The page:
Planting Instructions for Potted Plants

Overview

One thing you can count on when growing plants in pots: Eventually you will need to repot them. If your potted plant requires more water and needs it more often than it used to, it should be repotted. If new growth is small and spindly and you have not recently relocated it to different growing conditions, the plant needs to be repotted. Finally, plants need to be repotted if roots grow out of the drainage holes or appear on the surface of the soil.

Step 1

Choose a pot slightly larger than the pot in which the plant is currently growing. It should be approximately 2 to 3 inches larger.

Step 2

Place an inch of gravel in the bottom of the new pot if it is a plastic or ceramic pot. For a terracotta clay pot, place a piece of broken clay pot over the drainage hole so that water can drain, but the soil does not wash out.

Step 3

Add 2 to 3 inches of good quality potting soil to the bottom of the pot.

Step 4

Tip the plant on its side, in its current pot, and gently rap the side on the tabletop. The root ball should slide out of the pot with most or all of the soil still attached.

Step 5

Grasp the root ball gently with your hands, trying not to break it apart. Place the root ball on top of the soil in the new pot. The top of the soil should not come above the top of the pot. If it does, remove the root ball and remove some of the soil from the bottom of the pot to lower the level of the root ball and replace it.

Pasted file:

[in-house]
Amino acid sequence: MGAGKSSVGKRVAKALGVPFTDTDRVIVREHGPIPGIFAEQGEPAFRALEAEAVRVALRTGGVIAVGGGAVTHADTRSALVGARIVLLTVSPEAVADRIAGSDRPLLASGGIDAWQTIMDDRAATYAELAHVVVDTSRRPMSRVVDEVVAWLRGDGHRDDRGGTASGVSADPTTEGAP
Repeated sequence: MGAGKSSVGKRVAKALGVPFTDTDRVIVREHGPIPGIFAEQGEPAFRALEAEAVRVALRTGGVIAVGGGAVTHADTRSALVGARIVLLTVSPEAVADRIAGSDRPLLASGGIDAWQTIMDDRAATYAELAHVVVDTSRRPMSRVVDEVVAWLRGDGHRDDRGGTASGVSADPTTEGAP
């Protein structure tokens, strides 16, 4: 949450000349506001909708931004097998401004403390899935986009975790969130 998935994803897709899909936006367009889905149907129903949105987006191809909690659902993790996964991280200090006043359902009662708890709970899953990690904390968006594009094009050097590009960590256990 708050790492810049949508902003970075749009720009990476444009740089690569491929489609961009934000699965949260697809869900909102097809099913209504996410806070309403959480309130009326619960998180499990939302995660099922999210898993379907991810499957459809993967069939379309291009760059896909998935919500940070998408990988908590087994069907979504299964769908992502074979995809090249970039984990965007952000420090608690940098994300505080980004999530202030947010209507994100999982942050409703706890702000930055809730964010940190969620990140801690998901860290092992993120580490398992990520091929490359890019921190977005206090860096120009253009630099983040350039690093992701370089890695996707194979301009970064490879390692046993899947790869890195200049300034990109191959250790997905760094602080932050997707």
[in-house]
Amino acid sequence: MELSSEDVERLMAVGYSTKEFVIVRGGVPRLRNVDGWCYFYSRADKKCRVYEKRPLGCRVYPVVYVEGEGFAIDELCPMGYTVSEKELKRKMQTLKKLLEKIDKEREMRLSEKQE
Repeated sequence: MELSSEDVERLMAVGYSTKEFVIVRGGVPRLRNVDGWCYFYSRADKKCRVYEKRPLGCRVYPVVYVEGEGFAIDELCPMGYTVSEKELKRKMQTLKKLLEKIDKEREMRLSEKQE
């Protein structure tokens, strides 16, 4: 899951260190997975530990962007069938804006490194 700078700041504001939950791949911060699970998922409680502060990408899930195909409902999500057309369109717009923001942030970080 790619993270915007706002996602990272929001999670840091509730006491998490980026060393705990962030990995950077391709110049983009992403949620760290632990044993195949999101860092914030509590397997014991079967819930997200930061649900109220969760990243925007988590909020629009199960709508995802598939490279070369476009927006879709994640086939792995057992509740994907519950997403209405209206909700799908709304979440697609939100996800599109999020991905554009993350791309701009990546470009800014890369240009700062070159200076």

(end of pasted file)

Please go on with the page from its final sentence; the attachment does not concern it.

Step 6

Add potting soil to the space between the root ball and the sides of the pot. Gently tamp it down with the end of a small dowel until the top reaches the same level as the top of the soil around the root ball.

Step 7

Rap the bottom of the pot against the tabletop to settle the soil.

Step 8

Water the newly potted plant until water comes out the drainage hole in the bottom of the pot.

Tips and Warnings

  • Do not plant a potted plant in a pot much larger than the one in which it is currently growing, because it will be more susceptible to root rot because the soil will remain moist much longer than that of a smaller pot.

Things You'll Need

  • Plant pot
  • Gravel
  • Indoor potting soil
  • Small dowel
  • Watering can

References

  • Texas A&M University Extension: Potting Houseplants
  • University of Illinois Extension: Repotting Houseplants
Keywords: planting potted plants, repot container plant, transplant potted plant

About this Author

Sharon Sweeny has a college degree in general studies and worked as an administrative and legal assistant for 20 years before becoming a freelance writer in 2008. She specializes in writing about home improvement, self-sufficient lifestyles and gardening.